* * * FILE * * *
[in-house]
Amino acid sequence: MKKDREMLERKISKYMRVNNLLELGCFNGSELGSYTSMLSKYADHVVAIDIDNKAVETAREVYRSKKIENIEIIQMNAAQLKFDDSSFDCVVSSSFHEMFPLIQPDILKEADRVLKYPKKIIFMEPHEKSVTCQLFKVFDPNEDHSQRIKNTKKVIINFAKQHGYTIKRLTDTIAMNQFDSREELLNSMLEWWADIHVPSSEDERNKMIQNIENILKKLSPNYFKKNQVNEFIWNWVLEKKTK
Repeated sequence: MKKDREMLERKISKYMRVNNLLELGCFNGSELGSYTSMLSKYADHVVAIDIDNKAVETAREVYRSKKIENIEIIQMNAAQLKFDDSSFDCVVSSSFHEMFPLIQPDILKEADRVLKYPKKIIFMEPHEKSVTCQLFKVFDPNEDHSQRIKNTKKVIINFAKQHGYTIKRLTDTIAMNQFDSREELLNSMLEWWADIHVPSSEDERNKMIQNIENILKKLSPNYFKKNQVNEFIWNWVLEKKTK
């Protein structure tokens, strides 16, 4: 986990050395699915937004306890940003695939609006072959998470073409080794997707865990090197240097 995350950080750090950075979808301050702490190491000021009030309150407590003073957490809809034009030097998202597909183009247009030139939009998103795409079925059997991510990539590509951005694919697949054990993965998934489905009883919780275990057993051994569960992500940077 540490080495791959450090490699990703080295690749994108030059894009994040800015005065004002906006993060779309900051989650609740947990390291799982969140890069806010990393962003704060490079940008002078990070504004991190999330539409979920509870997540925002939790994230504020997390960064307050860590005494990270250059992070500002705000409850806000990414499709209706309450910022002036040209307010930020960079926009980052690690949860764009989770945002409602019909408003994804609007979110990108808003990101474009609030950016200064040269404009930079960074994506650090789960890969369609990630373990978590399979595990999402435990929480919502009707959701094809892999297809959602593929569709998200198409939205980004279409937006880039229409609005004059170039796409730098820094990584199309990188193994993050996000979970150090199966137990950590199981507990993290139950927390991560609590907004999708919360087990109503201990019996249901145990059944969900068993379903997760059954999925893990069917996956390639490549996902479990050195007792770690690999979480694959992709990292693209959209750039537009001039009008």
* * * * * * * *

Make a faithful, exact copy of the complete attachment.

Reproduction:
[in-house]
Amino acid sequence: MKKDREMLERKISKYMRVNNLLELGCFNGSELGSYTSMLSKYADHVVAIDIDNKAVETAREVYRSKKIENIEIIQMNAAQLKFDDSSFDCVVSSSFHEMFPLIQPDILKEADRVLKYPKKIIFMEPHEKSVTCQLFKVFDPNEDHSQRIKNTKKVIINFAKQHGYTIKRLTDTIAMNQFDSREELLNSMLEWWADIHVPSSEDERNKMIQNIENILKKLSPNYFKKNQVNEFIWNWVLEKKTK
Repeated sequence: MKKDREMLERKISKYMRVNNLLELGCFNGSELGSYTSMLSKYADHVVAIDIDNKAVETAREVYRSKKIENIEIIQMNAAQLKFDDSSFDCVVSSSFHEMFPLIQPDILKEADRVLKYPKKIIFMEPHEKSVTCQLFKVFDPNEDHSQRIKNTKKVIINFAKQHGYTIKRLTDTIAMNQFDSREELLNSMLEWWADIHVPSSEDERNKMIQNIENILKKLSPNYFKKNQVNEFIWNWVLEKKTK
């Protein structure tokens, strides 16, 4: 986990050395699915937004306890940003695939609006072959998470073409080794997707865990090197240097 995350950080750090950075979808301050702490190491000021009030309150407590003073957490809809034009030097998202597909183009247009030139939009998103795409079925059997991510990539590509951005694919697949054990993965998934489905009883919780275990057993051994569960992500940077 540490080495791959450090490699990703080295690749994108030059894009994040800015005065004002906006993060779309900051989650609740947990390291799982969140890069806010990393962003704060490079940008002078990070504004991190999330539409979920509870997540925002939790994230504020997390960064307050860590005494990270250059992070500002705000409850806000990414499709209706309450910022002036040209307010930020960079926009980052690690949860764009989770945002409602019909408003994804609007979110990108808003990101474009609030950016200064040269404009930079960074994506650090789960890969369609990630373990978590399979595990999402435990929480919502009707959701094809892999297809959602593929569709998200198409939205980004279409937006880039229409609005004059170039796409730098820094990584199309990188193994993050996000979970150090199966137990950590199981507990993290139950927390991560609590907004999708919360087990109503201990019996249901145990059944969900068993379903997760059954999925893990069917996956390639490549996902479990050195007792770690690999979480694959992709990292693209959209750039537009001039009008």